In the last four years, the University of Benin Teaching Hospital (UBTH) has continued to improve its infrastructure, upgraded its electronic medical records, acquired high-end medical and diagnostic equipment in its unwavering efforts curb medical tourism in Nigeria and Africa and change the face of health delivery.
Some of the machines include nano particle-sensitive chemiluminescence immunoassay analyser, endoscopic equipment, and C-Arm fluoroscopy machines, among others.
This was seen during a two-day media tour of the UBTH tech-driven facilities and refurbished wards in line with the vision of the UBTH Chief Medical Director, Prof. Darlington Obaseki.
According to him, UBTH has made conscious and cooperative efforts since he became CMD in 2017. His quest was to acquire new equipment or revamp the old ones; thereby, providing quality healthcare services.
Part of the expansions and upgrades on UBTH is its oncology services and ward. The management has successfully installed a brachytherapy machine.
The CMD added: “We have also successfully commenced laser lithotripsy and laparoscopic surgeries and expanded our dialysis services with a 10-bedded dialysis centre.”
He told newsmen that the hospital would soon resuscitate its stem cell transplant programme, which has been moribund after its first successful surgery in 2011.
In the words of Obaseki: “The management has doggedly and consistently galvanised staff, reorienting their psyche to internalize new core values which are in tandem with global best practices for healthcare delivery in the 21st century.”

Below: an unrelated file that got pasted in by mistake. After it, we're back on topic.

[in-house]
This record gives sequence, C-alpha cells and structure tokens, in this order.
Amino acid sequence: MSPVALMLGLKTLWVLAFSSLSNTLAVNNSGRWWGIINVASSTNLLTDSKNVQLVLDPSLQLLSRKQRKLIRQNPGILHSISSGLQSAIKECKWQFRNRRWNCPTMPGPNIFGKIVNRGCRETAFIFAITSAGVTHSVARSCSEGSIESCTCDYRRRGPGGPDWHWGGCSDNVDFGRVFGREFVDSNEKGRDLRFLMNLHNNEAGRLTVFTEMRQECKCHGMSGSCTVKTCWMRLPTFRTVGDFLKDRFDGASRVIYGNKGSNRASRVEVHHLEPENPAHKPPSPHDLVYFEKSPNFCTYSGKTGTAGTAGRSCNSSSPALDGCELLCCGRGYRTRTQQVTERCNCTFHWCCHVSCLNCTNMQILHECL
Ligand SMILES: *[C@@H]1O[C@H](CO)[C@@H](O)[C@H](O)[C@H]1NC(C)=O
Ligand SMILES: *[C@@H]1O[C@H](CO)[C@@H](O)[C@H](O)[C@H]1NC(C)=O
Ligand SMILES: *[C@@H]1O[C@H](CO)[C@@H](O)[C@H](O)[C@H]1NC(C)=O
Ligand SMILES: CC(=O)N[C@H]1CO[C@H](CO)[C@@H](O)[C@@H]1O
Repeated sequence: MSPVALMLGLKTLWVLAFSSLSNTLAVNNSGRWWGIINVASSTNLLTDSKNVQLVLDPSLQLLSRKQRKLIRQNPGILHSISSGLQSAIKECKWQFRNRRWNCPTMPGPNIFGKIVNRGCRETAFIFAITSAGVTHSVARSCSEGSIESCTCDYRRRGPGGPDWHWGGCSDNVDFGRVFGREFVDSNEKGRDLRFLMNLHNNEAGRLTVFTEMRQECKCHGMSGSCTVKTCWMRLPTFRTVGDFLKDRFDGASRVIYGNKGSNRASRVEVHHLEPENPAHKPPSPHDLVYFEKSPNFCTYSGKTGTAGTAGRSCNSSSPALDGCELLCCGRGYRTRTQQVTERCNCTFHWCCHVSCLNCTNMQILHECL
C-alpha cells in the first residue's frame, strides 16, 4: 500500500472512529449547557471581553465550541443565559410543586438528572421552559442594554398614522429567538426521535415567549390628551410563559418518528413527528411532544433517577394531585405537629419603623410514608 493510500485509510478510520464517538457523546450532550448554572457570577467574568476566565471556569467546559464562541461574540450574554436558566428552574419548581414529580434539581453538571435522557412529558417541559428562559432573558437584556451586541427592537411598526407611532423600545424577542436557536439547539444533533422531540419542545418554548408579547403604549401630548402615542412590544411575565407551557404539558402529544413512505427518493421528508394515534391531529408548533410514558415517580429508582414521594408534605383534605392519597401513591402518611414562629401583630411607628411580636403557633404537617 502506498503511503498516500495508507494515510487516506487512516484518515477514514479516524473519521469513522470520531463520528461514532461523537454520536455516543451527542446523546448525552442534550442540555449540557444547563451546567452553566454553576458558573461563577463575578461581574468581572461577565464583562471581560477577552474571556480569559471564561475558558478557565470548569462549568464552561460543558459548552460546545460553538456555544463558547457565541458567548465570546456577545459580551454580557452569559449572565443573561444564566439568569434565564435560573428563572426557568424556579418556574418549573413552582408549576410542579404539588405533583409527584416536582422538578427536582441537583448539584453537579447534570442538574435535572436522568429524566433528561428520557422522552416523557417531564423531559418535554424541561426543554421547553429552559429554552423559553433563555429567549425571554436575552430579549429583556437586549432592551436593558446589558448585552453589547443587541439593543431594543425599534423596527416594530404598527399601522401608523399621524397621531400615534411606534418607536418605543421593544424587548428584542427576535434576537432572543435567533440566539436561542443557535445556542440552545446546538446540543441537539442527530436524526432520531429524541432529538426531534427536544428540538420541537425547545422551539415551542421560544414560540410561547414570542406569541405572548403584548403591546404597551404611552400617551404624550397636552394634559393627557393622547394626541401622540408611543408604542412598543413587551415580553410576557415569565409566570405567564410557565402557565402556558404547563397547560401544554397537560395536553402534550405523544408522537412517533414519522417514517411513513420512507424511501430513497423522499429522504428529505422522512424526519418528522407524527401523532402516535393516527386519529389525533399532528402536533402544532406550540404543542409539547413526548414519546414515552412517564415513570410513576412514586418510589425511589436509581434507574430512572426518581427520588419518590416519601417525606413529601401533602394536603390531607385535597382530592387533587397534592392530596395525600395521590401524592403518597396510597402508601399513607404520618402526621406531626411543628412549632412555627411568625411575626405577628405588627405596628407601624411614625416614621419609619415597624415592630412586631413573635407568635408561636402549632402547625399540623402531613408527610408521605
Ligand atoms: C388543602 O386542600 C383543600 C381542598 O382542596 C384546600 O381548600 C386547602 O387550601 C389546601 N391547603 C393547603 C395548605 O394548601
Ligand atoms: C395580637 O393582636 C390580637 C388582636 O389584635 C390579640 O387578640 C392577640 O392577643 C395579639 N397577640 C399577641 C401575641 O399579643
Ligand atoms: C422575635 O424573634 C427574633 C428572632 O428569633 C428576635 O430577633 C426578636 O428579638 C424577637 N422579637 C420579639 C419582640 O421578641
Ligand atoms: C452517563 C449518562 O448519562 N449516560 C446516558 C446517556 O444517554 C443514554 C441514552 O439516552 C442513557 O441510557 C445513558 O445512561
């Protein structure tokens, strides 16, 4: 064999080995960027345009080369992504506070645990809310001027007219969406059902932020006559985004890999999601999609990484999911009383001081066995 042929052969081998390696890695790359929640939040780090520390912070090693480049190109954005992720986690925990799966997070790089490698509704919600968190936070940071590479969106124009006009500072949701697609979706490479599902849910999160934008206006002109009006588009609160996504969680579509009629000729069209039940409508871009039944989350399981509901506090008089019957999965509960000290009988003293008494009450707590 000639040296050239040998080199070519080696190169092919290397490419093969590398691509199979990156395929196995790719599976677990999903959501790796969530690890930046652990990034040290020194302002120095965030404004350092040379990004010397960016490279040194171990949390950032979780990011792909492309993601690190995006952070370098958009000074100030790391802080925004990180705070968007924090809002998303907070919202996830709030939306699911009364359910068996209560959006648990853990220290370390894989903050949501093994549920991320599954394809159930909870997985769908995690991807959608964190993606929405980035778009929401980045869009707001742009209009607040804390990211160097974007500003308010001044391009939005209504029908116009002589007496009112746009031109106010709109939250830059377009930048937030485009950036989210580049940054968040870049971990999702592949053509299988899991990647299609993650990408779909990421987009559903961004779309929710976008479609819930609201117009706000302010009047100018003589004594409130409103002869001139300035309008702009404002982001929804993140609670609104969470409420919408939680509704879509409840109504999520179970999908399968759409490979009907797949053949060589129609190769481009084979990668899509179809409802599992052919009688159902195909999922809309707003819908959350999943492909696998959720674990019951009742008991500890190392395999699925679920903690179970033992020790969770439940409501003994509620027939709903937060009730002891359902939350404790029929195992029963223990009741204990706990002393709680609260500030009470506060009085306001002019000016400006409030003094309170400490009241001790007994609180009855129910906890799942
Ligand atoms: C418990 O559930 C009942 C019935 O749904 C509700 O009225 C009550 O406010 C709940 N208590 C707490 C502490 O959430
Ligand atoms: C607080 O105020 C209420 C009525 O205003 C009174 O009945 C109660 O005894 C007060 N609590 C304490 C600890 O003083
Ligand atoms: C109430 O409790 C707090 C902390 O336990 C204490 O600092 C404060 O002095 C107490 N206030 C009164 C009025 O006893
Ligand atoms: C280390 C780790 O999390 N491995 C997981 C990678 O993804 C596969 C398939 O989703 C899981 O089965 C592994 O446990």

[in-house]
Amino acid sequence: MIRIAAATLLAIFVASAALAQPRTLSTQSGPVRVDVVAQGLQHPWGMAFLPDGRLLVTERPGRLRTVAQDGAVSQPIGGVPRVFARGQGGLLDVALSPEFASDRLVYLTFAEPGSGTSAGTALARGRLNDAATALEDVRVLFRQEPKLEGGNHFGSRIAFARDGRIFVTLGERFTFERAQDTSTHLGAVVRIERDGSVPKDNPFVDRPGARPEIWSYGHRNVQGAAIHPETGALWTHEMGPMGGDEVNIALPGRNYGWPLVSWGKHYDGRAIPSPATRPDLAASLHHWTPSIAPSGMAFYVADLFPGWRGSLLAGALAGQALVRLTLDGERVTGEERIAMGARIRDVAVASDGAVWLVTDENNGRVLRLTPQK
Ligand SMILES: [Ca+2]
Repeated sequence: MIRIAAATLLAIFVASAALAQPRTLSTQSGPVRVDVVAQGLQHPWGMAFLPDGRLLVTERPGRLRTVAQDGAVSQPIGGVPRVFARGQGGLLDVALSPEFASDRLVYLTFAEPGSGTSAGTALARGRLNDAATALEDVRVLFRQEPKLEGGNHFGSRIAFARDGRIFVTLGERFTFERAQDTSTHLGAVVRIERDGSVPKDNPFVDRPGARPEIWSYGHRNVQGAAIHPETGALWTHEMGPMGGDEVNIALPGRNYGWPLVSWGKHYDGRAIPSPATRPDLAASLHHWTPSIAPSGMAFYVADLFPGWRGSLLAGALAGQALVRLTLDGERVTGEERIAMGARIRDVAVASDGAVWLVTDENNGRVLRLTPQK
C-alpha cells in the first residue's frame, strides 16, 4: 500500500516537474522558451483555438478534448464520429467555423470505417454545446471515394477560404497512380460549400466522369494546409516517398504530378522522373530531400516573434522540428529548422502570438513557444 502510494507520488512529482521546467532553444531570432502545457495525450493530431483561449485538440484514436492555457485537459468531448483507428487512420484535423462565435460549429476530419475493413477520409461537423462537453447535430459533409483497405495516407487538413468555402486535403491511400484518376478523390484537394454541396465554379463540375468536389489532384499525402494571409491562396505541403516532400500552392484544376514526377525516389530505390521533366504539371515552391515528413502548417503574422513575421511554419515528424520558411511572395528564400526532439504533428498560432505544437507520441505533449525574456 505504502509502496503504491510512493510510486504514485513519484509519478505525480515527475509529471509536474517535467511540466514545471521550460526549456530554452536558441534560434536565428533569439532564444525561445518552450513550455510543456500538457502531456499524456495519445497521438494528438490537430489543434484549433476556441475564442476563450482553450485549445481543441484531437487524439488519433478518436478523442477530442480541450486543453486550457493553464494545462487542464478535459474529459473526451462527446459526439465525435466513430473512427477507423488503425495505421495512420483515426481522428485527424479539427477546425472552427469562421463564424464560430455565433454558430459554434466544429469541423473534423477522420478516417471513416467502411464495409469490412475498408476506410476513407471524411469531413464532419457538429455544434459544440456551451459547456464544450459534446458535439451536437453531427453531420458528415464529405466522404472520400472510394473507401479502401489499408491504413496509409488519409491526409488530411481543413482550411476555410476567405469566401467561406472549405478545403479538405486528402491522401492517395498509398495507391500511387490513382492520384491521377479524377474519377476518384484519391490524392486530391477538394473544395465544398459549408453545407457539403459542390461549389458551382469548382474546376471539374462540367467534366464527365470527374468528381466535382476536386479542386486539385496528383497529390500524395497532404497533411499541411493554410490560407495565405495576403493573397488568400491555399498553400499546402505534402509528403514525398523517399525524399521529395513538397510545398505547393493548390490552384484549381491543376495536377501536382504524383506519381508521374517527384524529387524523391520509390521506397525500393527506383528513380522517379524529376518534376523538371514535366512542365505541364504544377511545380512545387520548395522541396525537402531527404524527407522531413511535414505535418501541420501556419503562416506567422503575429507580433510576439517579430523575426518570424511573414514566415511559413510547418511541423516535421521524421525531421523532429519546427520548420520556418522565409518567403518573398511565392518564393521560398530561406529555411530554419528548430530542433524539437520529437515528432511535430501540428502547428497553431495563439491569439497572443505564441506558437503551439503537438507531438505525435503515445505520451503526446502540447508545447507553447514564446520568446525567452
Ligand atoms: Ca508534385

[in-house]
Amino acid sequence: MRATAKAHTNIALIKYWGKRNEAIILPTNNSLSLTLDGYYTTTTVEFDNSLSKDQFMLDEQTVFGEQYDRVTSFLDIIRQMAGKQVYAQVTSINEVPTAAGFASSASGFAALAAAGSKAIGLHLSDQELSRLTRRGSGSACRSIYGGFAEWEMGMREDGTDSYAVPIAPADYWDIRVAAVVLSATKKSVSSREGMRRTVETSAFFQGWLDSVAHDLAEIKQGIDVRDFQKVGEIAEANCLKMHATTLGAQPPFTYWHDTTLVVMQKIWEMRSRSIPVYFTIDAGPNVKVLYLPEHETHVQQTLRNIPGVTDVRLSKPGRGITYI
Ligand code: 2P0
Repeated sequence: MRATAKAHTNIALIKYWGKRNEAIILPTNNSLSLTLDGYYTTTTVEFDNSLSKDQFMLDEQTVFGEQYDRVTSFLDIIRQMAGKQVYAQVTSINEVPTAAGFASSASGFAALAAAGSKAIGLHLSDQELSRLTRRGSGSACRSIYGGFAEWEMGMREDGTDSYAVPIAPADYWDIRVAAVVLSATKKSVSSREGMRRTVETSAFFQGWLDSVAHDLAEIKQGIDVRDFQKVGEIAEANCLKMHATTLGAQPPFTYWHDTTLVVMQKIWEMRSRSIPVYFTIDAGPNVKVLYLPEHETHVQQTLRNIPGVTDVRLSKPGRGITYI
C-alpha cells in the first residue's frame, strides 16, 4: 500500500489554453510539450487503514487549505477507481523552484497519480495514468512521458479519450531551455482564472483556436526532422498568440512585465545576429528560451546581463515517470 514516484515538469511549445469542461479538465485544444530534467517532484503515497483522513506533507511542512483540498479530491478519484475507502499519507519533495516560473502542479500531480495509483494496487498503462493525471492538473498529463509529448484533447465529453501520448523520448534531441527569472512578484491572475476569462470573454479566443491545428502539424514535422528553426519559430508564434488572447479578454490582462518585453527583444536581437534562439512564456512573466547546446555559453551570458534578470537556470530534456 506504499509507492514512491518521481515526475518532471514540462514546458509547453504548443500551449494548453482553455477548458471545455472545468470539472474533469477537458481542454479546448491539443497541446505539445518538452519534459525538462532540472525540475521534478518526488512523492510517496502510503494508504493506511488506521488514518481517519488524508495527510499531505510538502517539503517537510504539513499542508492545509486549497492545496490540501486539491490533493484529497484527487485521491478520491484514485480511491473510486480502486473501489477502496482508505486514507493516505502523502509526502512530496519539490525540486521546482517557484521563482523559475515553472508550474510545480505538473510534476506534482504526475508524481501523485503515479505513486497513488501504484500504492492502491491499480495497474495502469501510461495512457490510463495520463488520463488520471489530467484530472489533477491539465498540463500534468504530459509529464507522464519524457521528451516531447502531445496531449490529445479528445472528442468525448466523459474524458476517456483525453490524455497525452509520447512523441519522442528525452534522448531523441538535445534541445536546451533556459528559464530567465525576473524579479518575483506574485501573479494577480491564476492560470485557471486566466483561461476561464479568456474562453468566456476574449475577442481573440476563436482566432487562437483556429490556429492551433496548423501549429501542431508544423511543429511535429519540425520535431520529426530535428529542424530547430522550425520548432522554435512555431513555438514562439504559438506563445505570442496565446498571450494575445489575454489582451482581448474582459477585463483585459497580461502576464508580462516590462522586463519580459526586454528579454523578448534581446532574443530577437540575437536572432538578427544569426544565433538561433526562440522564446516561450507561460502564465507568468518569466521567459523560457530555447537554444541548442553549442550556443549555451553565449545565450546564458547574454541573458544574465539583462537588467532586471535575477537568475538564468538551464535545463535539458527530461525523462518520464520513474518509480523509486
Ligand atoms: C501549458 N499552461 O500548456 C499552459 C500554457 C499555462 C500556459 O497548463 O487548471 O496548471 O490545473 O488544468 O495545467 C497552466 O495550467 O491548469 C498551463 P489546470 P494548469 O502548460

Recently, he continued, our urology unit of surgery department began Laser Lithotripsy which is another first by any public hospital in the country.
He further recounted how the hospital successfully conducted a cell transplant surgery on a seven-year-old sickle cell anaemia patient. This feat placed UBTH as the first hospital in Africa after Egypt and South Africa.
“UBTH now offers world class medical services which, when combined with ancillary services especially in the area of hospitality, can make the hospital a centre for medical tourism in the West Africa sub-region,” says the professor.
Indeed, UBTH has been rated as Nigeria’s second largest teaching hospital with a bed capacity of 850, average bed occupancy rate reaching 70 per cent – pre COVID-19 – and an average clinic attendance of 26,000 per month.
While noting that these strides achieved has placed UBTH ahead of most utilised public hospitals in the country, Obaseki highlighted how the facility has become patient friendly, especially the aged from all parts of the world.